Packet noodle sales rise on 'fresh' texture
The Yomiuri Shimbun/Asia News NetworkTOKYO -- Instant noodles have long been a staple but there has been a new boom in those sold in packets, as food manufacturers have introduced new textures based on those of fresh noodles.
February 19, 2013, 12:37 am TWN
The boom was sparked by new production methods, launched by manufacturers in line with the reappraisal of instant noodles as preserved food in the wake of the 2011 Great East Japan Earthquake. Increased budget-consciousness among housewives has also added fuel to the fire, prompting many instant noodle makers to ramp up their production facilities.
One popular product, Nissin Raoh by Nissin Food Products Co., which appeared last August in limited markets such as the Kanto region, is “showing strong sales even without offering discounts,” said company President Susumu Nakagawa. “Our production capacity has fallen short of demand (for Nissin Raoh).”
The company said it reproduced the texture of fresh noodles by creating a product comprising three layers, exhibiting firmness on the inside and springiness on the outside.
The method had previously been used for instant noodles sold in cups, but its application to those sold in packets has proved more successful as the noodles are simmered for several minutes, according to Nissin.
Nissin fortified its noodle production capacity toward the end of 2012, and Nissin Raoh will hit stores nationwide from March 25. The firm plans to further adjust capacity this summer to turn out 300 million packets of the product per year.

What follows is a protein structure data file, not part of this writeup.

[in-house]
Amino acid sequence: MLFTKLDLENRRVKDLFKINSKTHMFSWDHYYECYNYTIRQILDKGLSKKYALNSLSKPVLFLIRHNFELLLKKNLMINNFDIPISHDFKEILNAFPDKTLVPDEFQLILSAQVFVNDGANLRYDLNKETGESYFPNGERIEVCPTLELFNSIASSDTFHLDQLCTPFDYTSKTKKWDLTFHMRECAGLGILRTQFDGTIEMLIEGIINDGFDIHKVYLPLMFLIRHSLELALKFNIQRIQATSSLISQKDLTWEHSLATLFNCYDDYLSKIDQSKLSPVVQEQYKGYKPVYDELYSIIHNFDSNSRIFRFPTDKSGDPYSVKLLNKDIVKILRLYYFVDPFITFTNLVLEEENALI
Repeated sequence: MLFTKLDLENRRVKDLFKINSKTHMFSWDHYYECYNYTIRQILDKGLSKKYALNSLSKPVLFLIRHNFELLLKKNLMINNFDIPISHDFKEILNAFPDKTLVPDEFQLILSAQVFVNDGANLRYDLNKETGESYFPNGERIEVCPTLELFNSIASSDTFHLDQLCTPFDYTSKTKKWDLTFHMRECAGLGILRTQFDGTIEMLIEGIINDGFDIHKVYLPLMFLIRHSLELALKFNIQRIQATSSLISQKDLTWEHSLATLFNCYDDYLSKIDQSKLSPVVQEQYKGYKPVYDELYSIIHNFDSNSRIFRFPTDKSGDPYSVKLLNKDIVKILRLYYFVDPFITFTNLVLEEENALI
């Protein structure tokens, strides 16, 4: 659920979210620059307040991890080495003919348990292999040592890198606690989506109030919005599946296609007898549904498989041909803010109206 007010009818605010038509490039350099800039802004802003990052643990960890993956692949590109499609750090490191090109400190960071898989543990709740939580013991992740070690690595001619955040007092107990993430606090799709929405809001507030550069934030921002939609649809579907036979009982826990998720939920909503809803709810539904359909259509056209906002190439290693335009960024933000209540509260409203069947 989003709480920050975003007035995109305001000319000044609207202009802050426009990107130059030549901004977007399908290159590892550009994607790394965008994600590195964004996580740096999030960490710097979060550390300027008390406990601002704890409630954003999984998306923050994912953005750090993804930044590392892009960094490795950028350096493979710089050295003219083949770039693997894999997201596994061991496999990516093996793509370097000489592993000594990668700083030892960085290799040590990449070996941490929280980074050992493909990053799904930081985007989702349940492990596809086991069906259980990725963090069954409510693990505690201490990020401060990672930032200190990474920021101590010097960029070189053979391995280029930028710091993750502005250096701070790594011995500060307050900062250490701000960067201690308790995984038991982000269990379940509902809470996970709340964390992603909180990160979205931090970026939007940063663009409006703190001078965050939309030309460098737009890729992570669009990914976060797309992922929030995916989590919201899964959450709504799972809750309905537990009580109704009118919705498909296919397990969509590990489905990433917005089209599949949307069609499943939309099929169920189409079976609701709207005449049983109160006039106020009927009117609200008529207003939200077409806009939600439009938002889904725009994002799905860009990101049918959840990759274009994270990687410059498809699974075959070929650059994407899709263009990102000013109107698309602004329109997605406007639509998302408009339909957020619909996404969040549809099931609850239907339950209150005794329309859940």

The company that spearheaded the production of the fresh-noodle variety was Toyo Suisan Kaisha Ltd., which launched Maruchan Seimen in November 2011. The firm sold 200 million packets of the noodles in its first year of marketing them, Toyo Suisan Kaisha said.
The company has set the goal of selling 300 million packets of Maruchan Seimen per year by investing 1.5 billion yen to strengthen its production capacity.
Another major foodstuffs company, Sanyo Foods Co., has been aggressively marketing Sapporo Ichiban Men no Chikara since September 2012.
The output of instant noodles sold in packets peaked at 3.7 billion packets in fiscal 1972, but the figure declined to 1.68 billion in fiscal 2010, according to Nihon Sokuseki Shokuhin Kogyo Kyokai (Japan instant food industry association).
That was because instant noodles sold in packets were less popular than those sold in cups, which can be prepared easily and quickly, industry sources said. But the shipments of noodles in packets rose to 1.77 billion packets in fiscal 2011, the industry association said.
With sales of 1.9 billion packets expected for fiscal 2012 and 2 billion for fiscal 2013, demand has continued to soar, allowing the instant noodle market to gain steam thanks to new production methods.